Just recently made the nineteen hour flight back from Korea to Newfoundland, not including the nine hours spent in airports waiting on me duff. I can’t really sleep while sitting, so it was especially torturous after the eighteen hour mark, then everything just got fuzzy.
Anyway, for the month of Feb, sales were:
The Troll Hunter–– five
No Experience Necessary— fifteen
The Missing Boatman—three
Flight of the Cookie Dough Mansion––two
For the total of 25.
This also ends the fifth month, although in October titles were released one a week for three weeks. The surprise has been the drop in sales for The Missing Boatman. Flight of the Cookie Dough Mansion, I now think, needs pictures, so that experiment has pretty much died—at least until I can afford to place pictures in the book. And my attempts at promotions are marginal at best. I hate promotions. If you can do this, great. I’ll just have to try something else. Writing guest blurbs and allowing guests on the website has proven to be successful, so I’ll keep doing that.
Also, in continuing building a readership, to celebrate my getting back to Canada, and attempting to kick-start a writing career, I’ve decided to lower prices on TTH and TMB to .99 cents.
This wasn’t arrived at easily. I’ve been reading about what other authors’ experiences have been in experimenting with pricing, and I realize that the lower price is effective in obtaining both impulse buys, and building an initial readership (some are even able to make a living at it). I’ve also noted that there a number of sites out there that promote cheap ebooks (the .99 or free variety) which will flag your ebook and inform their subscribers of the bargain, prompting a burst of buying activity.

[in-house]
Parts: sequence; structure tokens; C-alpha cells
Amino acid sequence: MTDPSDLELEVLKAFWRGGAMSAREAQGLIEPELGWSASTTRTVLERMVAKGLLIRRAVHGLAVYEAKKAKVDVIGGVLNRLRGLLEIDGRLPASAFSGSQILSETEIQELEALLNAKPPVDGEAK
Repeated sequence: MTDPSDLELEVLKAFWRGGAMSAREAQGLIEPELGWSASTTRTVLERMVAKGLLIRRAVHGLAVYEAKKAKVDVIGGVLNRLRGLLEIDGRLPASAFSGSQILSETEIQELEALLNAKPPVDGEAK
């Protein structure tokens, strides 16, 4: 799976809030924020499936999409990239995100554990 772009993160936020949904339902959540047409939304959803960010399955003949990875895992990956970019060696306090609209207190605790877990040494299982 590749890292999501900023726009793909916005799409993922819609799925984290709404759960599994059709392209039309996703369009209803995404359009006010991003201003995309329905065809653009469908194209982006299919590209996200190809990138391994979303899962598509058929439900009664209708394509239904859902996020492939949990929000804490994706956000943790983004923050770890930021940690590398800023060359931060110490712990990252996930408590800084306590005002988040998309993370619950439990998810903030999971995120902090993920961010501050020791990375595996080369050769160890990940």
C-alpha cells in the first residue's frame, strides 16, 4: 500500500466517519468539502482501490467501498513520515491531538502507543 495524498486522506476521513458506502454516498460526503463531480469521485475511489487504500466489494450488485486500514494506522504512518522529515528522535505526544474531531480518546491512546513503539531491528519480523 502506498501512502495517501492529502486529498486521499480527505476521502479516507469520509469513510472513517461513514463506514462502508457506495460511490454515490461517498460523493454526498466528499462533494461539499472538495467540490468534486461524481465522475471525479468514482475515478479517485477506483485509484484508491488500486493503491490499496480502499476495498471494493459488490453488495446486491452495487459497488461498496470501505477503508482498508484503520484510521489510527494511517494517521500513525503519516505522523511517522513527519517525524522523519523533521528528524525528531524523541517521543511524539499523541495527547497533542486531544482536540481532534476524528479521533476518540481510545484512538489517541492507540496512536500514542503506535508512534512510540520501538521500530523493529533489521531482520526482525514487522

How do I know this?
It just happened to me.
Tuesday was the unofficial start of my “Back Home” book sale. I lowered the price and perhaps two hours later, TMB had sold two units. By the end of the day, twelve units were sold and the ebook had flown up Amazon’s charts from 217,000 to a high of six thousand and something. I was impressed, happy, and a little perturbed.
These are full 350+ page books, and while I’m glad that people are buying them, I can only hope that the numbers pick up to make a living at this. Also, I’m concerned about what happens when my .99 novellas start coming out (I have three planned initially). Do I raise the prices on the novels or do I keep them at .99? Right now, I plan to raise them and let the novellas stay at .99 as an introduction to my work. But if they are selling well, even well enough that I’m earning money on them, should I tinker with things that are working? It’s difficult to decide.
I guess that’s a big if right now. I keep telling myself that these things take time, and I should concentrate on writing the next book. If I do that, I hope the sales will take care of themselves. I’m sure if I look back at the previous posts my ramblings are pretty similar in tone.
So, the plan is… keep the novels at a low price for a month, maybe two, write guest blogs where I can and offer the same to writers as promotions, and work on the new books.
And see what the results are in August. August is the first check point for me, I have to have some sales, else this new career will be cut short. If I make it past August, and sales continue to improve, then the following March will be the second check point.
If I make it to then, I’ll consider myself an author able to make a living.